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BMJ. 2007 May 5; 334(7600): 910–911.
PMCID: PMC1865415

Telephone interventions for disease management in heart failure

Hugo O Grancelli, director of cardiology department1 and Daniel C Ferrante, research projects coordinator2

Such support for patients at home cuts admissions to hospital for heart failure

Several randomised trials have established that disease management programmes offering, for example, home visits, heart failure clinics, and telephone interventions result in better adherence to treatment and reduced admissions to hospital for heart failure than standard care for people with heart failure.1 2 3 4 Current evidence is unclear, however, on the impact of such programmes on mortality, all cause admissions, quality of life, and cost reduction. The most effective components of the interventions and the benefits to different subgroups are also unknown. Moreover, such evidence comes from small trials with short follow-up, performed at single centres, that applied complex strategies to selected high risk populations. These characteristics might affect both the internal and external validity of the trials' findings. In this week's BMJ, Clark and colleagues present a meta-analysis that includes 14 trials of telephone interventions in heart failure; it shows an overall 21% reduction in admissions for heart failure (but not in total admissions) and a 20% reduction in total mortality.5 The authors also report a benefit of these interventions on quality of life and cost reduction. The two types of intervention—structured telephone support and telemonitoring—were similarly effective.

In this new systematic review by Clark and colleagues only one trial included more than 1000 patients and only two trials had more than 12 months' follow-up.6 7 But previous meta-analyses of heart failure programmes included fewer, smaller trials and did not show a beneficial effect of telephone interventions.8 9

Clark and colleagues reported a reduction in mortality, but this effect was seen in only one structured telephone study (TEN-HMS).7 Conversely, in the largest trial done so far, the DIAL trial, in which we were both investigators, mortality was not reduced, although admissions for heart failure were significantly reduced (relative risk reduction 29%, P=0.005).6 The DIAL trial randomised ambulatory stable patients with previously optimised drug treatment (95% used angiotensin converting enzyme inhibitors or angiotensin receptor blockers and 70% used β blockers) to education and monitoring by nurses by telephone, and all patients were followed up by cardiologists. The reduced mortality seen in the TEN-HMS trial might have been explained by a more effective intervention or by a higher effect because it included sicker patients.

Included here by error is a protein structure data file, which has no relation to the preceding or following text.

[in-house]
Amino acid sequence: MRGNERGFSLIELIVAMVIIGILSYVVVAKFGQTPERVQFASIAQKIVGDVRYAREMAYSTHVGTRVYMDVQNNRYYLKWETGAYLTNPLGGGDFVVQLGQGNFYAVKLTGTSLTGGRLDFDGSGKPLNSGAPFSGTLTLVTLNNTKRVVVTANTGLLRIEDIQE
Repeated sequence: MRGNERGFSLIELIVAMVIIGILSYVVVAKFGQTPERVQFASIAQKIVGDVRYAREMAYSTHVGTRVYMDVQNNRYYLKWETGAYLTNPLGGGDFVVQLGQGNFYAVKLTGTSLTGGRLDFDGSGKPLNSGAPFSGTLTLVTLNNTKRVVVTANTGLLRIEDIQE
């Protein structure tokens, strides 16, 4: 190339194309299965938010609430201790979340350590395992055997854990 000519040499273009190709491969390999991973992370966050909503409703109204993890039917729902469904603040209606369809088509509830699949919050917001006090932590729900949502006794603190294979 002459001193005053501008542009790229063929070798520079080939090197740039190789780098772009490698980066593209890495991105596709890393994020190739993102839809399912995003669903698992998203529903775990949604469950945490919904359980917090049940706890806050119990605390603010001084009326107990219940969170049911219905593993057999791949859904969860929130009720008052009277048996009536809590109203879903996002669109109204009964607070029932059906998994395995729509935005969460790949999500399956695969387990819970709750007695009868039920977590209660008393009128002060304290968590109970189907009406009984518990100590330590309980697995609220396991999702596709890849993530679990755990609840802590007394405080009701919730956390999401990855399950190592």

Evaluations of complex interventions with multiple and simultaneous strategies should aim to answer questions about how the interventions work and which of their components are essential. Available evidence suggests that disease management interventions in heart failure should incorporate education on self care and adherence to diet and medicines; monitoring and surveillance to detect early signs of decompensation; people trained in heart failure to provide the interventions; and facilitated access to specialised care for any clinical deterioration.

The impact of these interventions might be attributed at least in part to the ability to detect early signs of pulmonary and systemic congestion and to allow early consultation with medical specialists before severe decompensation occurs. Other mechanisms might include the effect of education and behavioural advice, as we found in the DIAL trial—patients with improved knowledge of medical treatment and early compliance with diet, daily weighing, and drug treatment (from baseline to the first 45 days) benefited most from the intervention.10

Telephone interventions usually need fewer resources than more complex interventions and transcend geographical and transport barriers, allowing wide scale implementation in clinical practice. More complex interventions might be needed in certain situations, such as advanced heart failure or in frail elderly patients. These might still be provided by telephone—for example, through transfer of patient data and other technologies—but such systems are more resource intensive and perhaps less feasible.

Overall, the evidence supports telephone interventions in the management of heart failure. But, as there have been no head-to-head comparisons of different disease management strategies, any intervention that includes education, monitoring, facilitated access, and trained personnel may be effective, no matter how it is delivered. And, despite all these promising data about telephone based programmes in heart failure, we must bear in mind that these interventions cannot substitute for medical assistance for these patients; they simply provide support to the clinician-patient relationship and offer a better way to provide medical care in heart failure.


Competing interests: None declared.

Provenance and peer review: Commissioned; not externally peer reviewed.


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10. Grancelli H, Ferrante D, Varini S, Nul D, Zambrano C, Soifer S, et al. Improvement of treatment compliance explains benefit in telephone intervention on heart failure patients. DIAL trial [abstract]. Circulation 2003;108:(suppl IV):IV-484.

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